Wharton | Mr. Indian VC
GRE 333, GPA 3.61
MIT Sloan | Mr. Tech Enthusiast
GRE 325, GPA 6.61/10
Stanford GSB | Mr. Low GPA To Stanford
GMAT 770, GPA 2.7
Harvard | Mr. Midwest Dreamer
GMAT 760, GPA 3.3
Kellogg | Mr. Young PM
GMAT 710, GPA 9.64/10
Foster School of Business | Ms. Diamond Dealer
GRE 308, GPA Merit
NYU Stern | Mr. Low Undergraduate GPA
GMAT 720 (Expected), GPA 2.49
Stanford GSB | Ms. Try Something New
GMAT 740, GPA 3.86
Darden | Mr. Military Missile Defense
GRE 317, GPA 3.26
Wharton | Mr. Army Bahasa
GRE 312, GPA 3.57
Harvard | Mr. Consulting To Public Service
GMAT 750, GPA 3.7
Wharton | Mr. Strategy To Real Estate
GMAT 750, GPA 3.9
Stanford GSB | Ms. Standard Consultant
GMAT 750, GPA 3.46
Harvard | Mr. 1st Gen Brazilian LGBT
GMAT 720, GPA 3.2
Berkeley Haas | Mr. Hanging By A Thread
GMAT 710, GPA 3.8
NYU Stern | Mr. Customer Success
GMAT 710, GPA 3.3
Harvard | Mr. Industrial Goods To MBB
GMAT 650, GPA 3.35
Stanford GSB | Mr. Family Biz From Chile
GMAT 710, GPA 5.5/7.0 (Ranked 6 out of 181 of class)
Tuck | Mr. Military Communications Officer
GRE 320, GPA 3.45
Harvard | Dr. Harvard Biotech
GRE 322, GPA 4.0
Harvard | Ms. Global Connector
GMAT 750, GPA 3.8
London Business School | Ms. Tech Researcher
GRE 331, GPA 3.17
Kellogg | Mr. Nigerian Engineer
GRE 310, GPA 3.5/5.0
Harvard | Ms. Indian Business Analyst
GMAT 740, GPA 3.5
UCLA Anderson | Mr. National Table Tennis
GMAT 720, GPA 4
INSEAD | Mr. Petroleum Engineer
GMAT 690, GPA 3.46
Georgetown McDonough | Mr. Aspiring Consultant
GMAT 690, GPA 3.68

An Interview with Wharton’s Admissions Gatekeeper

Is there any one part of the strategy that you feel delivered the most payback?

I wouldn’t point to one tactical thing, but we partnered with a lot of people and we built a lot of momentum around this. We really went at this in a very thoughtful, broad way and wanted to engage as many people as we could in the conversation.

Did you do any targeted marketing in terms of direct mail or brochures?

Back in ‘09, we realized we wanted to speak more personally to more constituents of our applicant population. Women were part of that, but we actually started doing this with military candidates, candidates coming from the retail, real estate and energy industries, as well as candidates coming from the Middle East and Southeast Asia. We started creating customized emails that highlight things about Wharton that related to their areas of interest.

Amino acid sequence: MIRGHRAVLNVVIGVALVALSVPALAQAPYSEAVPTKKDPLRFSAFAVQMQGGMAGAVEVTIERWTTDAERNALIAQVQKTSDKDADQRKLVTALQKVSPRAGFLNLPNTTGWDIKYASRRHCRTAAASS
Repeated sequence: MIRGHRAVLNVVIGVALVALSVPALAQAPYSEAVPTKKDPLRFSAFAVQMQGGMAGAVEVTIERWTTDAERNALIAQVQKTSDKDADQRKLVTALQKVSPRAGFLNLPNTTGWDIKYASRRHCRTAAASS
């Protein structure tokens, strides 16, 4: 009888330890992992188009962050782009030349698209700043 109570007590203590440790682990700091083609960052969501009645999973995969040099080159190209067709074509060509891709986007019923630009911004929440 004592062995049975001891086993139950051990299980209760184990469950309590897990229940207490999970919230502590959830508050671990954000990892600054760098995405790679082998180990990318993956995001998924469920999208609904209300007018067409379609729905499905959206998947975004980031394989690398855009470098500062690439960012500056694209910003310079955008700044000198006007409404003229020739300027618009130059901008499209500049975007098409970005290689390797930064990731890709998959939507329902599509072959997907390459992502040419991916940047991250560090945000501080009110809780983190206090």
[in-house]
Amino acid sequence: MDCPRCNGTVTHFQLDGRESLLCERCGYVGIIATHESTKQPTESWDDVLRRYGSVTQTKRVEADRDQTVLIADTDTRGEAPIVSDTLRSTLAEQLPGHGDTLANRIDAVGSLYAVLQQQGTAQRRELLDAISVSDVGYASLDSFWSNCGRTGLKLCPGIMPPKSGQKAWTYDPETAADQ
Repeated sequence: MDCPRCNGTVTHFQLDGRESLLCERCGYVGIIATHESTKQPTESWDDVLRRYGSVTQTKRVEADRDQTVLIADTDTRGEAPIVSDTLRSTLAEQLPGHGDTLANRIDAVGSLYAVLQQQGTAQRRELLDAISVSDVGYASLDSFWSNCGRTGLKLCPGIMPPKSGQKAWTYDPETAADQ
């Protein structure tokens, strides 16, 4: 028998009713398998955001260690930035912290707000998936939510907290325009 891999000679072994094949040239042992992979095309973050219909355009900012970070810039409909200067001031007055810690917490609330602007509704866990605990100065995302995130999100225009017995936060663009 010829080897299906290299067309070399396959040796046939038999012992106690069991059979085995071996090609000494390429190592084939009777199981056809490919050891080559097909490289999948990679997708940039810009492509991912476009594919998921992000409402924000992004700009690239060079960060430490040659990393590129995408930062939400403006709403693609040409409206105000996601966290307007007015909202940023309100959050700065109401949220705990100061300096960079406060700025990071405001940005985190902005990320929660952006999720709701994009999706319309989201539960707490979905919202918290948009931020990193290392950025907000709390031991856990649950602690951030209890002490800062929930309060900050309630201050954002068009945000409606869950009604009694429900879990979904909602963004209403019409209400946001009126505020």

How active were Wharton alumnae in the effort to boost female enrollment?

They are the featured stars of the show when we do our presentations around the globe. We use them to tell their own stories and to talk with applicants one-on-one and share their experiences in the program. It’s a great way for applicants to learn about the program firsthand. They don’t want to hear me. They want to hear directly from those who sound more like them.

And the Wharton Women in Business club has been amazing. Their leadership has been a key supporter and partner in this. They’ve done a wonderful of helping women applicants better understand the program. Quite frankly, there are a lot of myths out there about business school for women in particular.

What are the myths?

There are two things. There is certainly a myth about the competitiveness and the cutthroat nature of business school. I think there is also an opportunity build more awareness around what business means. You can leverage an MBA degree in industries like retail or in organizations in the social sector which historically didn’t have the degree as part of the value proposition.

I don’t know if you follow Facebook COO Sheryl Sandberg as closely as I do, but she has been in the public eye lately between her commencement address at Barnard, her TED talk, and the recent article about her in The New Yorker. She actually said something that resonated with me in her Barnard graduation speech. This may not be a myth about business school but it is more of a mentality that there should be a conversation around.

She pointed out that in 1981 the gender mix at undergraduate institutions first reached 50/50. That was 30 years ago. But somehow in the workplace and in business school something got lost. It’s not the same even split. She made the point that women tend to be planners. They are thinking about the next step, about balancing their professional and personal lives, and thinking about how to incorporate a family and other priorities. Often, women opt out. Women will start to think about the options they may want in the future, and as a result, they take their foot off the gas pedal in their careers.